Taking your child to the dentist for a tooth extraction is simple and straightforward. The dental procedure doesn't take long, and many dentists offer sedation options for children who fear having a tooth pulled. Sometimes parents can make small mistakes that can cause big problems. Avoid making these mistakes to ensure that your child heals as easily and painlessly as possible after a tooth extraction.
Stop! Don't Let Your Child Immediately Remove Gauze
A dentist is likely to place gauze or something comparable on the area of the tooth extraction. This helps reduce the amount of bleeding and ultimately stop it. Although a child may fuss about it bothering them in their mouth, don't give it to their requests to remove it. The child should keep it in place in their mouth for at least half an hour after the tooth extraction appointment.
Stop! Don't Provide Beverages with a Straw
No matter what you do, do not let your child drink beverages through a straw or even a sippy cup after a tooth extraction until the area has completely healed. The force of this can cause bleeding and the removal of the blood clot that forms in the place of the tooth, and that can even trigger a very painful condition known as dry socket.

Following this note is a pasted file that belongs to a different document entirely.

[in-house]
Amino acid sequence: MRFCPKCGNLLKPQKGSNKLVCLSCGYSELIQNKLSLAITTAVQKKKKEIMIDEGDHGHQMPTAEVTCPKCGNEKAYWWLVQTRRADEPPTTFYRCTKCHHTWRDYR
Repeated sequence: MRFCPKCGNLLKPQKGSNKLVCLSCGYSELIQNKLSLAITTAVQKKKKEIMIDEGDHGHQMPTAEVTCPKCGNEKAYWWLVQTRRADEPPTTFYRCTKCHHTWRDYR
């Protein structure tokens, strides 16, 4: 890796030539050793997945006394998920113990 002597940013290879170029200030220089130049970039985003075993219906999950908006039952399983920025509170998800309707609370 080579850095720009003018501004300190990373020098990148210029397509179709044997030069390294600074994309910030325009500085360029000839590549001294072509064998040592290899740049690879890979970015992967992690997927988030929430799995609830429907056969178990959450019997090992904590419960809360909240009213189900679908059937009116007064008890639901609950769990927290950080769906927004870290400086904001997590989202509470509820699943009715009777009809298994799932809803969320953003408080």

Stop! Don't Plan Rigorous Activities for the Day of the Extraction
Since a tooth extraction is such a quick and easy procedure, you may feel that it is not a big deal to schedule rigorous activities like sports practices for your child soon after the tooth extraction. However, being too active can slow the healing process. Instead, plan a relaxing day for your child after the tooth extraction. Anticipate that they may get restless, so make sure to have a couple of fun movies on hand and some delicious soft foods they'll enjoy.
Stop! Don't Forget the Tooth Fairy
Just because your little one had a tooth extracted at the dentist's office doesn't mean that your child considers it any less of a missing tooth! You should talk to your child about the fact that the tooth fairy will be visiting them that night if that's something they'll expect. Prepare to give them the typical amount of money or a small present like you usually do when they lose one of their baby teeth.
Finally, keep in mind that your child may be a little nervous prior to the tooth extraction, but they should feel no to very little discomfort after the tooth is extracted. Have some child-friendly pain relief medicine on hand just in case they do, and ask your dentist any questions that you have before and after the tooth extraction.